Proposed inclusionary deed restricted housing guidelines prioritize those who work in Glenwood Springs
Those who work in Glenwood Springs full-time would have first dibs on affordable housing units under proposed program guidelines.
An updated list of the guidelines for an inclusionary housing deed restrictions will be presented to the Glenwood City Council during Thursday’s meeting.
Applicants wishing to rent a community housing unit must apply to the Garfield County Housing Authority to receive a certification letter stating they are eligible under the current eligibility guidelines. Prospective renters will also be required to complete a homebuyer education course.
“Priority will be given to qualified persons who have been employed within the city of Glenwood Springs boundaries or meet employment exemptions.
The proposed guidelines require those who are self-employed to demonstrate full-time employment to prove they are physically working a minimum of 1,500 hours per year in one of the priority areas.
Inclusionary housing deed restrictions mandate that a certain percentage of units be priced at affordable rates in connection with a certain area median income level.
An inclusionary affordable housing ordinance was passed during the March 18 city council meeting and went into effect last Sunday.
Council members are still reviewing the guidelines in the resolution and will have the opportunity to make further edits before giving it their final approval.
The proposed guidelines for rental units would require all units to be freshly painted within one year of dedication. All appliances must be purchased within the last five years and be in good condition and working order. New carpet would be required unless the existing carpet was purchased within the last five years and is in good condition and repair.
A general level of upkeep to yards and landscaping shall be provided, and windows, heating, plumbing and electrical systems, fixtures and equipment shall be in good condition and working order.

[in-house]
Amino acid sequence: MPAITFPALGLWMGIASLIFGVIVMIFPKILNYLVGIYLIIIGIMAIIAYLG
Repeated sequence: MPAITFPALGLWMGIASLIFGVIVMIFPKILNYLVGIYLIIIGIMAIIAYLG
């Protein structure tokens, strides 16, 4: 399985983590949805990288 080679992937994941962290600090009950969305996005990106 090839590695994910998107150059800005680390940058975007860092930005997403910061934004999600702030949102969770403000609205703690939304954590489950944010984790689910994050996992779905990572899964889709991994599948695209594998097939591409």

The roof must have a remaining useful life of at least 10 years.
All units will still be subject to the city’s building code, which will be verified by the city building official.
“The priority for Glenwood Springs is to foster economic integration of
community housing units by requiring that these units are dispersed
throughout new developments,” the proposed guideline document states.
“Therefore, a request to meet inclusionary housing requirements off-site shall only be allowed at the discretion of the governing body which has the authority to approve or deny the specific land use application that triggers the inclusionary housing requirement.”
The city council will meet at 6:15 p.m. on Thursday via Zoom. To join the meeting, go to https://us02web.zoom.us/j/84596096548 or go to the city’s YouTube page to watch the live stream of the meeting or other archived meeting videos.
Rental applicants will be separated into three priority levels during the application process to ensure Glenwood Springs workforce members benefit the most from the inclusionary housing deed restrictions program.
1st: Employees working for an employer with a physical address within the corporate city limits of Glenwood Springs or an employee who is self-employed within the corporate city limits of Glenwood Springs.
2nd: Employees working for an employer whose physical address is located within the 81601 zip code, or an employee who is self-employed within the same area.
3rd: Employees working for an employer within a 30-mile radius of the corporate city limits.
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The Glenwood Springs City Council voted to extend the existing face covering mandate for indoor public-facing spaces within city limits during Thursday night’s meeting.